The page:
HIIT Training Variations

High Intensity Interval Training (HIIT) aims to improve athletic performance with short, intense training sessions. There are two famous methods that come from studies done on the subject. The first study was done in 1996 on the Tabata method. This is the topic of my previous post.

The second well known HIIT method is called the Little Method and is based on a study conducted in 2009. This method uses 60 seconds of intense exercise followed by 75 seconds of rest. This cycle is repeated eight to twelve times. The Tabata method on the other hand uses 20 seconds of intense exercise with 10 seconds of rest. This cycle is repeated eight times.

The benefits of HIIT training found through the two studies mentioned here are quite impressive. Aerobic and anaerobic performances are both improved. If you try out these methods you will certainly feel a difference even from your first session to your second session. By the fourth or fifth session you will be quite amazed at how much easier the training is (but it is still not easy!).

HIIT training requires you to work hard, so I recommend doing it with a partner to help push you. If you can’t do it with a partner, then you should measure your output somehow. For example, if you are doing sprints, try to make sure you are covering the same amount of ground for each repetition. I know this extremely tough, but it will ensure you are giving full effort even when you feel like you are going to die.

I have seen people get very creative with HIIT training. This has inspired me to try out some of their recommendations and come up with a few routines of my own. The reasoning for doing this is twofold. First, doing sprints on a stationary bike or running gets boring. Why not mix it up a bit. Second, if sprints on the ground and on a bike are great then other types of exercises are probably pretty good too (although I don’t know of any studies looking into this yet).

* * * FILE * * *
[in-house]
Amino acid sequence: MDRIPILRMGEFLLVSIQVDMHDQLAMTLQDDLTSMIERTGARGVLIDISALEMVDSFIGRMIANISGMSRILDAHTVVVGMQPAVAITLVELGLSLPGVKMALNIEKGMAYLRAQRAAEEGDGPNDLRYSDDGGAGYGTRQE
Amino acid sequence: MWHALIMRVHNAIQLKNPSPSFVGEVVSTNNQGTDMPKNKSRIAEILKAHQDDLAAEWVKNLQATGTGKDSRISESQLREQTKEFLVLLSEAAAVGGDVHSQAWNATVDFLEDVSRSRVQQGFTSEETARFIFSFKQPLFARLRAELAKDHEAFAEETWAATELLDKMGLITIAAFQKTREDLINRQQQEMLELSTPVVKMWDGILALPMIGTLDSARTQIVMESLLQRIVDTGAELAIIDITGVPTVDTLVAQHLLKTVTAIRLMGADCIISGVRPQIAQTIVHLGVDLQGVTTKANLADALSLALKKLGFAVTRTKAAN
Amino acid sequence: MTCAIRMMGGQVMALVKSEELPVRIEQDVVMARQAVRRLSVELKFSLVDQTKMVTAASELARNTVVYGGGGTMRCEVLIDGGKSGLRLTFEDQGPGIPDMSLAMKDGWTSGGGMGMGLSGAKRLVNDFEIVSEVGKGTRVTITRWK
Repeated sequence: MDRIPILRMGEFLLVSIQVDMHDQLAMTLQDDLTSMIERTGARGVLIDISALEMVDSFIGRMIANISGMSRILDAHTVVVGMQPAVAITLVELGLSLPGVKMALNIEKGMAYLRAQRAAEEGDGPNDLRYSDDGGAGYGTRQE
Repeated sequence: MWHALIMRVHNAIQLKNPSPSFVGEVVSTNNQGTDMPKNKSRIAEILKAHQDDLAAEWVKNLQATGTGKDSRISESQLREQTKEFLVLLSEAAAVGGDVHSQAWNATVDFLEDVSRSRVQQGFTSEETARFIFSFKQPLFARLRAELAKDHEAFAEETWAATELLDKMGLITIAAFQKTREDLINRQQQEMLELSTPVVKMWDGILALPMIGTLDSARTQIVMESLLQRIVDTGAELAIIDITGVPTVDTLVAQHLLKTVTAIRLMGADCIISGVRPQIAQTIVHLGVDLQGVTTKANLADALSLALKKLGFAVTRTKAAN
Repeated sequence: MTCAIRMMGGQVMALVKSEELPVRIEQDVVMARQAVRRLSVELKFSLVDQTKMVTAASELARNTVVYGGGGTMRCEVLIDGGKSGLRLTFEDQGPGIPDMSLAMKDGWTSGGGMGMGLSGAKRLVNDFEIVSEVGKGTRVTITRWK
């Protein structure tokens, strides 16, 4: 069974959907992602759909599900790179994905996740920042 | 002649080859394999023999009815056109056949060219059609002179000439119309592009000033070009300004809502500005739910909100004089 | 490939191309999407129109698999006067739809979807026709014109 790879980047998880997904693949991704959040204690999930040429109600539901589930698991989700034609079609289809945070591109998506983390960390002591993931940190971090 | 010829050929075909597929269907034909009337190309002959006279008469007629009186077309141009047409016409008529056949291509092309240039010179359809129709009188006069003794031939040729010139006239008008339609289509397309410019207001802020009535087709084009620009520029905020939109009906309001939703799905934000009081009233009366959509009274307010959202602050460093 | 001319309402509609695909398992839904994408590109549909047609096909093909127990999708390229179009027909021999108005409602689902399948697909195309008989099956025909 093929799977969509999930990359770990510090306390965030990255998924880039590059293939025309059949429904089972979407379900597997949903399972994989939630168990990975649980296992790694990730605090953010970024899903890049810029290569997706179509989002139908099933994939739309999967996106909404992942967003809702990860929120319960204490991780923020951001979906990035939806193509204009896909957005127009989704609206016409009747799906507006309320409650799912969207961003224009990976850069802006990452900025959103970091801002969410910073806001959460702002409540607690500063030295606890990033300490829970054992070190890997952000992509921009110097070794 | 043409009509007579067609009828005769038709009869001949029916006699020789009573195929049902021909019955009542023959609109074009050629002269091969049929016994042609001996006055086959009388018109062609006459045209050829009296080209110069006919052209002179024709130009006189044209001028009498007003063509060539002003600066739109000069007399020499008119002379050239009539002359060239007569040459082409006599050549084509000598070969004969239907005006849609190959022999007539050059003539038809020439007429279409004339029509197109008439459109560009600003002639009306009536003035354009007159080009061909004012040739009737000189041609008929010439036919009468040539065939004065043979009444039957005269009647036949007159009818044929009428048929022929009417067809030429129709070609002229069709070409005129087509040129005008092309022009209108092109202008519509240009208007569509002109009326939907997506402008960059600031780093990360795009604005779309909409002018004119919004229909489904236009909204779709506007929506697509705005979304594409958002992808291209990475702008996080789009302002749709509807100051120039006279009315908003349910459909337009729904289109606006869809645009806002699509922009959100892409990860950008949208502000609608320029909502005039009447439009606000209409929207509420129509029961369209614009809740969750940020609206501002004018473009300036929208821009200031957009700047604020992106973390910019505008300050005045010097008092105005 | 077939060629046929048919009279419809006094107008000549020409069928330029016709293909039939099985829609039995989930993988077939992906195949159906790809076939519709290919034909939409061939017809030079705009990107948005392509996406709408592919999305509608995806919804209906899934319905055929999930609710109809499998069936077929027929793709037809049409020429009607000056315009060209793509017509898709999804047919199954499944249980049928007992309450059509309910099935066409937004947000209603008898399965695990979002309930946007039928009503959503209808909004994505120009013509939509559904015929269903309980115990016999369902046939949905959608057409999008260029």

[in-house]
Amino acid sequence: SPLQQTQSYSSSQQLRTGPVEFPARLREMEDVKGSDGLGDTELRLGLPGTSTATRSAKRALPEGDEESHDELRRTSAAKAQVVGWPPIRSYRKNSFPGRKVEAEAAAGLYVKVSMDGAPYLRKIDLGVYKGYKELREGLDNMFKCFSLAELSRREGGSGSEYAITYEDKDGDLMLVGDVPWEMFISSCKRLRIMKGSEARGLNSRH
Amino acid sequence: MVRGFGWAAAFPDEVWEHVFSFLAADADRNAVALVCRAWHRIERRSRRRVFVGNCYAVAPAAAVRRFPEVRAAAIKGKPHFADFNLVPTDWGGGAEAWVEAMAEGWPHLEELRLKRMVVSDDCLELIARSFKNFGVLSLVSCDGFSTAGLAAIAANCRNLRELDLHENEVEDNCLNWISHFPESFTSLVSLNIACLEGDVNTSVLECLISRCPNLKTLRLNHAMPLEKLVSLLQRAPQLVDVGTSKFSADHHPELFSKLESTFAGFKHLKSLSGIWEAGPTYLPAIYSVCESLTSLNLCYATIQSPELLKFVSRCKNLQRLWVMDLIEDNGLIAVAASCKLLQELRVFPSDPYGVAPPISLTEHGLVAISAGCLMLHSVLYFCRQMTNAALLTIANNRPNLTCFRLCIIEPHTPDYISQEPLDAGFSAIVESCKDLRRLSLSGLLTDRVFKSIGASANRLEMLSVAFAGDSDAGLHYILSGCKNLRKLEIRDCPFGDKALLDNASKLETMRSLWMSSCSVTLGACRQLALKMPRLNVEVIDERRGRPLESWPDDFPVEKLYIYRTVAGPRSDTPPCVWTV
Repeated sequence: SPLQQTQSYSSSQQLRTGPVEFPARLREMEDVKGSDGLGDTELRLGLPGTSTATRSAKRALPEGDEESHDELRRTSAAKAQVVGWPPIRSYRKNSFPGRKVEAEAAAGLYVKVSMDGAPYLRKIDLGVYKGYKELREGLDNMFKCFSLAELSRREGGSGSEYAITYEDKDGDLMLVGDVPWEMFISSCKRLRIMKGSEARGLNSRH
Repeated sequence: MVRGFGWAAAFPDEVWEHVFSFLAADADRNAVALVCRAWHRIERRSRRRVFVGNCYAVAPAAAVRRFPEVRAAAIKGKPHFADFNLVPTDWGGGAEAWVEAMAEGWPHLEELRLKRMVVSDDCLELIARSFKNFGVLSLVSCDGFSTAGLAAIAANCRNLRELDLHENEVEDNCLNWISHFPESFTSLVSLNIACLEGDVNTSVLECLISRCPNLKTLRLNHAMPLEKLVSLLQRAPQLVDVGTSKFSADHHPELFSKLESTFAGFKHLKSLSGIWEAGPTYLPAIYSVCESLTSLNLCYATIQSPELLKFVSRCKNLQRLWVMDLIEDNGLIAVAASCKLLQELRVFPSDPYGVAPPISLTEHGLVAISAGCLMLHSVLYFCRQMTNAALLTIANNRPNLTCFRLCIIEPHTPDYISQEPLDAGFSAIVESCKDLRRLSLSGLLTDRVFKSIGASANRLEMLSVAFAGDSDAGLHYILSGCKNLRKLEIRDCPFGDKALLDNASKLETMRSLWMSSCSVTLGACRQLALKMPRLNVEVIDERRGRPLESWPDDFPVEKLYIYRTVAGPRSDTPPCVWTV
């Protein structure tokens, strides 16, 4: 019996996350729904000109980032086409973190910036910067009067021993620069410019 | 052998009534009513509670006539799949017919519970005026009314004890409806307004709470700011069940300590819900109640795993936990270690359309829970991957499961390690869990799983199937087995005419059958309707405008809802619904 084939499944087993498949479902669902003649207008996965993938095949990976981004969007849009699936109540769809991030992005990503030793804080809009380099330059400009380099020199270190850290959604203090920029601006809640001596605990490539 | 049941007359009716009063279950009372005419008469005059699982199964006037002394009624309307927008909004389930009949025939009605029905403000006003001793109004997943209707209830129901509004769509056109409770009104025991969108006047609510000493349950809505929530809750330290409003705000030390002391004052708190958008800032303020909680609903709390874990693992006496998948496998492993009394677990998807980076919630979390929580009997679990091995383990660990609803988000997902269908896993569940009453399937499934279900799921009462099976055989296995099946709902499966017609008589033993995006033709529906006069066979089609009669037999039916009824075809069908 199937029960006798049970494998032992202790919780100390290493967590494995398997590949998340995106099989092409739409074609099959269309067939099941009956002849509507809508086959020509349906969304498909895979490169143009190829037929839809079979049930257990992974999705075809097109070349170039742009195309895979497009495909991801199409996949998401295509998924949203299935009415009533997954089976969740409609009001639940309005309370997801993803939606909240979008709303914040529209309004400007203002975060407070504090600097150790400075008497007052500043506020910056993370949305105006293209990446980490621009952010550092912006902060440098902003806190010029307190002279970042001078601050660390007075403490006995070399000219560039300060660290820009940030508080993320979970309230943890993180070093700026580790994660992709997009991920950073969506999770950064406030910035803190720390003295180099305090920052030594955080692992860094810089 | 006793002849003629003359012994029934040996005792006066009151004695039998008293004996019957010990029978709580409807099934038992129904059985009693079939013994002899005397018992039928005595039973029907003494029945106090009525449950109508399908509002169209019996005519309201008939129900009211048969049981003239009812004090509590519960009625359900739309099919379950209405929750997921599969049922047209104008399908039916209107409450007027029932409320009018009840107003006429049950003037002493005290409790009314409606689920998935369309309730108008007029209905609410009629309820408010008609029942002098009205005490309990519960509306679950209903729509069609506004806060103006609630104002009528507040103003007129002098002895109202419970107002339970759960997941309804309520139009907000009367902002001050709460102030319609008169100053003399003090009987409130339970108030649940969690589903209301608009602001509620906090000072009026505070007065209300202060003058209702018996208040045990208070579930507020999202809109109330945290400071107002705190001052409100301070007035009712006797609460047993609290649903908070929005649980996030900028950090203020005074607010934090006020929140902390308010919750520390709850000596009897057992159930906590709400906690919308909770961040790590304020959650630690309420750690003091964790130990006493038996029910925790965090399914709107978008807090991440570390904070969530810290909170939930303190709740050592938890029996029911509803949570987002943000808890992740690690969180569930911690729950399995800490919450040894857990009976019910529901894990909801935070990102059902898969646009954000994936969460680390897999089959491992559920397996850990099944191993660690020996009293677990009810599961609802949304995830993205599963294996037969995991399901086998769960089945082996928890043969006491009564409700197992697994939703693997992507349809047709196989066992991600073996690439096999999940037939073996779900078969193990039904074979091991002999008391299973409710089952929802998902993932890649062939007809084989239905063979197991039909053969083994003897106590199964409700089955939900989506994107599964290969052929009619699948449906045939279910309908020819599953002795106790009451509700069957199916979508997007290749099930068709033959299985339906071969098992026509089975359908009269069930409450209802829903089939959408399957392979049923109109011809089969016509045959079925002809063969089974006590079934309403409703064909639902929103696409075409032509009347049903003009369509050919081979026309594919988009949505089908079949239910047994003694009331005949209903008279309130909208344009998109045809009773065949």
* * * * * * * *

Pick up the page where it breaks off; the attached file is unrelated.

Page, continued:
You can do HIIT training with any type of exercise you want. I should warn you that this type of training is for healthy and active people who have a good fitness base already. The training is severely intense. I am not joking. Think about how much it would hurt to run as fast as you can for twenty seconds, rest for ten seconds and then do it again seven more times! It is every bit as difficult as you think and a bit more. It is ok though. You feel awesome after completing it.

I have tried HIIT training with a combination of bodyweight exercises. I started by doing a routine of push-ups, air squats, burpees and pull-ups. I decided to do it Tabata style but knew I would need to extend the time to get the full benefit. I went for 50 seconds of exercise and 20 of rest. It was difficult, but it was good.

Another method is to set a number of repetitions to complete for each exercise. Let’s say you want to do 100 of each exercise. You will start with by doing as many, say, push-ups as possible. Once you can’t do anymore, switch to the next exercise, squats for instance. Do as many as you can and then switch again. The only tough part here is keeping track of what number you are on. Well…the exercise is tough too.

I have also gotten crazy using the TRX suspension trainer for HIIT training. The ability of the TRX to switch quickly between exercises makes it really great for doing HIIT. I do recommend making sure that your form is perfect for each exercise you will be doing on the TRX suspension trainer before actually doing a HIIT session. This will minimize your chance of injury.

These are just a few ideas to get you started. Remember to warm up and cool down properly. Come up with your own HIIT routine and reap the benefits.